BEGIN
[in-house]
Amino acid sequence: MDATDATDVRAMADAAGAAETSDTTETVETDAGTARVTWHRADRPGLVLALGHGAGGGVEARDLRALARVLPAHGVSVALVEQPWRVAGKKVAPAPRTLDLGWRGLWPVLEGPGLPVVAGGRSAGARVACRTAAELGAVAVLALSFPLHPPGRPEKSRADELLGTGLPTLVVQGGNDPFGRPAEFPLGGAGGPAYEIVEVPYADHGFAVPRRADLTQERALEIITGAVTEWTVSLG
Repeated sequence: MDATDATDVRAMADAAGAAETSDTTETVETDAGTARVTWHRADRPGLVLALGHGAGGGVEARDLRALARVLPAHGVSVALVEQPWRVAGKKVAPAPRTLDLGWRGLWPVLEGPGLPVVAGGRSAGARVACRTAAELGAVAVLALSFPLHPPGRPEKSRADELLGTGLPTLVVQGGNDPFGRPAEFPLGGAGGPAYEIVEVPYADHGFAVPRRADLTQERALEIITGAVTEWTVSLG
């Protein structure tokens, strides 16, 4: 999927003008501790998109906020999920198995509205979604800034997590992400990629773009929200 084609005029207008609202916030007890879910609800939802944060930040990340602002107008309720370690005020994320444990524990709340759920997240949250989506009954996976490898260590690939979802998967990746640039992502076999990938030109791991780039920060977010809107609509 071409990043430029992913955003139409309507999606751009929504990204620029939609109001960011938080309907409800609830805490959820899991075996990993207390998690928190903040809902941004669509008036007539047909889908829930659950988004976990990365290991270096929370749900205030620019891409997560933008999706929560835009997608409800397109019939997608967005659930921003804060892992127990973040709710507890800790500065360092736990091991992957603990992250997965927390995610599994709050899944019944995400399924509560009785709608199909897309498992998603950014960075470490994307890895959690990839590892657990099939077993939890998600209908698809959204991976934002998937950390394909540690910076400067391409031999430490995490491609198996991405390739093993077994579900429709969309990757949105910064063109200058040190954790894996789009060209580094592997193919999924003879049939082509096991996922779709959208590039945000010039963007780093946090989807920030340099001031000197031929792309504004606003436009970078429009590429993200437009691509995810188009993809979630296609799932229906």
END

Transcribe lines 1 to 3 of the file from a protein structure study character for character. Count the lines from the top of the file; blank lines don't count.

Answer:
[in-house]
Amino acid sequence: MDATDATDVRAMADAAGAAETSDTTETVETDAGTARVTWHRADRPGLVLALGHGAGGGVEARDLRALARVLPAHGVSVALVEQPWRVAGKKVAPAPRTLDLGWRGLWPVLEGPGLPVVAGGRSAGARVACRTAAELGAVAVLALSFPLHPPGRPEKSRADELLGTGLPTLVVQGGNDPFGRPAEFPLGGAGGPAYEIVEVPYADHGFAVPRRADLTQERALEIITGAVTEWTVSLG
Repeated sequence: MDATDATDVRAMADAAGAAETSDTTETVETDAGTARVTWHRADRPGLVLALGHGAGGGVEARDLRALARVLPAHGVSVALVEQPWRVAGKKVAPAPRTLDLGWRGLWPVLEGPGLPVVAGGRSAGARVACRTAAELGAVAVLALSFPLHPPGRPEKSRADELLGTGLPTLVVQGGNDPFGRPAEFPLGGAGGPAYEIVEVPYADHGFAVPRRADLTQERALEIITGAVTEWTVSLG